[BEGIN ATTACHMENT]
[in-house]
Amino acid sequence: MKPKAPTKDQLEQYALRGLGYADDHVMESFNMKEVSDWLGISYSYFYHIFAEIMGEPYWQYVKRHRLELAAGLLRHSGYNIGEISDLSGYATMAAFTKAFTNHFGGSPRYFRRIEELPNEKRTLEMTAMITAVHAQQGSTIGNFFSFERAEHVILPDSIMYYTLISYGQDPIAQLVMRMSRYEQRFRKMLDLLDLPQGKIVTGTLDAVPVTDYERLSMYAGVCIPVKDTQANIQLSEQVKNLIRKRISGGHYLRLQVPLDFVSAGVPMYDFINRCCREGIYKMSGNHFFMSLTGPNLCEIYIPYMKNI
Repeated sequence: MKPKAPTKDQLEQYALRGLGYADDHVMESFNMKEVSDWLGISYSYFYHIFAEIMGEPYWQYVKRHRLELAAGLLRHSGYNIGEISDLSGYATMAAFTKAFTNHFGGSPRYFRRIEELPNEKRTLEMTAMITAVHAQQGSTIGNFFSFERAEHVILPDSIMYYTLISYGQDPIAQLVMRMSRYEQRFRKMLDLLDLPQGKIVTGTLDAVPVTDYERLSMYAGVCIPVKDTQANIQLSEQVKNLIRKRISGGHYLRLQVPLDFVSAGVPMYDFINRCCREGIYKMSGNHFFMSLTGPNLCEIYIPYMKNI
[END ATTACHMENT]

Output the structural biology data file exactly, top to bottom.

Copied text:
[in-house]
Amino acid sequence: MKPKAPTKDQLEQYALRGLGYADDHVMESFNMKEVSDWLGISYSYFYHIFAEIMGEPYWQYVKRHRLELAAGLLRHSGYNIGEISDLSGYATMAAFTKAFTNHFGGSPRYFRRIEELPNEKRTLEMTAMITAVHAQQGSTIGNFFSFERAEHVILPDSIMYYTLISYGQDPIAQLVMRMSRYEQRFRKMLDLLDLPQGKIVTGTLDAVPVTDYERLSMYAGVCIPVKDTQANIQLSEQVKNLIRKRISGGHYLRLQVPLDFVSAGVPMYDFINRCCREGIYKMSGNHFFMSLTGPNLCEIYIPYMKNI
Repeated sequence: MKPKAPTKDQLEQYALRGLGYADDHVMESFNMKEVSDWLGISYSYFYHIFAEIMGEPYWQYVKRHRLELAAGLLRHSGYNIGEISDLSGYATMAAFTKAFTNHFGGSPRYFRRIEELPNEKRTLEMTAMITAVHAQQGSTIGNFFSFERAEHVILPDSIMYYTLISYGQDPIAQLVMRMSRYEQRFRKMLDLLDLPQGKIVTGTLDAVPVTDYERLSMYAGVCIPVKDTQANIQLSEQVKNLIRKRISGGHYLRLQVPLDFVSAGVPMYDFINRCCREGIYKMSGNHFFMSLTGPNLCEIYIPYMKNI